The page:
• STILL no transflective!
    • New controller board means incompatility with some bezels on the market

    The Verdict:

    When weighing the new features with some of the things still missing in a 2010 Lilliput model, its clear to see that the 669GL is the first model in what many hope will be the future of small touchscreen monitors. Lilliput obviously spent time and focus on getting HDMI/DVI capabilities to work, and they DO work. This is the clearest Lilliput display out there, as long as you are not working in the sun.

    See the Lilliput 669GL on the mp3Car Store here.

    Updated 04-26-2010 at 10:14 AM by Sonicxtacy02

    Categories
    Product Reviews
  3. Hardware Review: Mini-Box M3-ATX-HV Power Supply

    by , 03-24-2010 at 10:52 PM

    What is it?

    The M3-ATX HV is a 95-Watt DC to DC smart automotive power supply.

    The Verdict:

    The M3-ATX HV is an impressive little power supply. The manufacturer appears to have harnessed the core features of previous smart power supplies into a smaller and more efficient form factor. The only true sacrifice for M3-ATX HV users will be total power output. If you can accept this, you get a high-quality smart power supply which will work for vehicles based on 12v OR 24v systems.

    Buy the M3-ATX-HV 95 Watt - Smart Automotive Power Supply on the mp3Car Store now.



    What’s in the box?

    The M3-ATX comes with only the power supply and a series of mini-jumpers for timer settings. All cables used by the M3-ATX are soldered directly to the board.

    Description:

    The M3-ATX HV is a fully RoHS compliant DC/DC ATX converter module capable of powering computer systems with up to a 120-watt demand. Constant power usage should be limited to the suggested 95-watt capacity. The M3-ATX HV appears almost identical to the 125-watt M3-ATX but offers a wider input range to allow for greater flexibility in installation platforms. Whereas the input on the M3-ATX is limited to 24v, the HV variant allows up to 34v. Needless to say 24v systems would be run at greater efficiency with the M3-ATX HV.

    The M3-ATX HV is considered a PICO-PSU. Its intended purpose is for small, efficient, power-sipping systems such as the latest Atom-based boards from Intel. I initially tried powering my core-2-duo Intel DG45FC board with the M3-ATX HV but I was unable to get past POST messages. My less-powerful Intel D201GLY board however was able to run successfully with a host of USB devices connected. The obvious benefit in using the M3-ATX HV other than its voltage capabilities is its size. When compared to the older M2-ATX it’s easy to see how the M3’s PICO form factor could come in handy in car PC or even embedded platforms


    M2-ATX on the top, M3-ATX HV device on the bottom

    My initial reaction to the size of the M3-ATX HV was very positive. As a car PC hobbyist I know that we feel “the smaller, the better”. Upon installing the device I did run into a problem that could end up being a problem for anyone installing a M3 into their system.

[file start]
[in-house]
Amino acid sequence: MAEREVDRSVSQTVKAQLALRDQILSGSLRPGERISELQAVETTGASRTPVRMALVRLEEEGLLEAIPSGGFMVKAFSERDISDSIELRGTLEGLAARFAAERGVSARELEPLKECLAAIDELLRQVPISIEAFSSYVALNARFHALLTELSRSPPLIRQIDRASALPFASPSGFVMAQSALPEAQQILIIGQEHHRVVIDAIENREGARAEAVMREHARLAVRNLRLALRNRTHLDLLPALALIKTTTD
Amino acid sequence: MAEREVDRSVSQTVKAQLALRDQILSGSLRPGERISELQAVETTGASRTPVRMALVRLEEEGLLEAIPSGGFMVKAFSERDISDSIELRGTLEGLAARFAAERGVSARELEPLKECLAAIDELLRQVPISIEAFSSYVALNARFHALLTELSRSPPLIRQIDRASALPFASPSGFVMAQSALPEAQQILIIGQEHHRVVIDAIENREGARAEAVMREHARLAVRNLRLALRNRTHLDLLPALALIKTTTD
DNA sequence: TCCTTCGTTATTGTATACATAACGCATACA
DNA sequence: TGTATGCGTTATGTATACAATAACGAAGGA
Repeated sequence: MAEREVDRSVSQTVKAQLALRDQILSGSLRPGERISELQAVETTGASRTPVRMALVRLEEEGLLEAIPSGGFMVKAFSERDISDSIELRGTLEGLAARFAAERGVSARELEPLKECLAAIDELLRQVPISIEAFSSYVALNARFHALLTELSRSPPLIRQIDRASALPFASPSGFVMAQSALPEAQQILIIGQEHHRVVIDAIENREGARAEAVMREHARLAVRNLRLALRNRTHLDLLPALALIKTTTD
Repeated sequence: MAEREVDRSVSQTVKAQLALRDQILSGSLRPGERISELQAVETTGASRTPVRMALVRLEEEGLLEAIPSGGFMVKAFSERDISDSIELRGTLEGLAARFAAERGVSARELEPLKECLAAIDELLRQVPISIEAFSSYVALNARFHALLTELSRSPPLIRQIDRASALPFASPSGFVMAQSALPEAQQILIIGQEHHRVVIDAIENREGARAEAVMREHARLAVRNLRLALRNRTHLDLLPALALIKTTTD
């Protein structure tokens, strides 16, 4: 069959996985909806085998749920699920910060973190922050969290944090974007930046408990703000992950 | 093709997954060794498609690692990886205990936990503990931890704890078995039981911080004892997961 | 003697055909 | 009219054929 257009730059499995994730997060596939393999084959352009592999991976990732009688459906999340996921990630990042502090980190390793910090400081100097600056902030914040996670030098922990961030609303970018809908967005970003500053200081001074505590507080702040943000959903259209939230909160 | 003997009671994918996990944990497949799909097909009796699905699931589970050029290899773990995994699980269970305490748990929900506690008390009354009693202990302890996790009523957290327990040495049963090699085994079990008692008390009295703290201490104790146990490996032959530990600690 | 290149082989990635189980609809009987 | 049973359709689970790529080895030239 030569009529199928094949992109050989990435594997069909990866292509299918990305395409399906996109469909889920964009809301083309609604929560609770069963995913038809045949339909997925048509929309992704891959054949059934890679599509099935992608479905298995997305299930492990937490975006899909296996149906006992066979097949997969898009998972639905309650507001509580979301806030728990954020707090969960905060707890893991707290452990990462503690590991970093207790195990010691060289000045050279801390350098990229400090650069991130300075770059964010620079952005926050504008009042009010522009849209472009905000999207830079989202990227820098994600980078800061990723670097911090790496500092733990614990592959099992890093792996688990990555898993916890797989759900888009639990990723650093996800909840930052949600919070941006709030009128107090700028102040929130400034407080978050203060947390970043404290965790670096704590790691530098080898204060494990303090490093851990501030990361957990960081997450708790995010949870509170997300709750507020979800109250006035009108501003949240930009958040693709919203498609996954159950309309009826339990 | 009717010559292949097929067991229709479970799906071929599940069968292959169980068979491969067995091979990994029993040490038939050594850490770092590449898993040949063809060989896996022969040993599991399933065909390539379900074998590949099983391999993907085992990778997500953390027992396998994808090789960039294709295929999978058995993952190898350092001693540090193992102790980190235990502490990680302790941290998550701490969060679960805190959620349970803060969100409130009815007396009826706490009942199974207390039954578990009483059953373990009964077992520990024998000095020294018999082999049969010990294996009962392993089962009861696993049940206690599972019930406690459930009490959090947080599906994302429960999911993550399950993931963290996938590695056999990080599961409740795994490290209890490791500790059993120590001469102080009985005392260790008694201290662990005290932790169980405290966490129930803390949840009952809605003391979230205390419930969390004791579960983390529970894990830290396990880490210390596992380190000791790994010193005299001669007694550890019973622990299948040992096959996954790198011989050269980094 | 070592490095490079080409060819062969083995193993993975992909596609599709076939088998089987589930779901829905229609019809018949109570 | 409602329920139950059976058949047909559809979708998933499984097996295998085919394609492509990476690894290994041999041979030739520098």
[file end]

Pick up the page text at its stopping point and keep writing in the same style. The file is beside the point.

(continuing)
As shown above, the M3-ATX HV comes in contact with a USB header on the rear of the D201GLY motherboard. Though the power supply works as installed, the ATX connector does not quite sit flush, and a jolt from a pothole or speed bump could very well dislodge the component touching the header.

    Overlooking the fitment problem, I continued the installation of the M3 HV. The power supply has only a specific set of wires which makes installation easy when compared to other PSUs on the market. Simply connect your 12V, GND, and ACC lines to the RED, BLACK, and WHITE wires respectively. Then connect the SATA power or MOLEX connector to your hard drive or split these wires to extend power to multiple components. The only wire that actually needs to be manually plugged into the M3-ATX HV board is the motherboard power switch wire, and the 3-pin female end of this included wire only fits one way on the power supply. Optionally, you can connect the white wire on the 3-pin cable to your car’s amplifier to provide a delay which will prevent the speaker “THUMP” that occurs in some systems.

    Completing these steps alone allows the M3-ATX HV to work as a dummy mode PSU. For smart power supply settings, the M3-ATX HV has a set of pins which can be jumped for shutdown timing options. There are 4 options which allow a simple jumper or two to set the shutdown/hard off time. A fifth option which allows user-customized settings is available, but such a task requires a separate cable which I have no access to at this time.

    The Positive:

    • Small form factor increases installation flexibility
    • Wider range of input voltages than most PSUs on the market
    • Ability to customize shutdown/hard off times
    • Built-in cables means less can go wrong for beginner installers

    The Negative:

    • Only 95-watts sustained output means your limited to VIA/Intel Atom products
    • Form factor can impede installation on certain motherboards



    The Verdict:

    The M3-ATX HV is an impressive little power supply. The manufacturer appears to have harnessed the core features of previous smart power supplies into a smaller and more efficient form factor. The only true sacrifice for M3-ATX HV users will be total power output. If you can accept this, you get a high-quality smart power supply which will work for vehicles based on 12v OR 24v systems.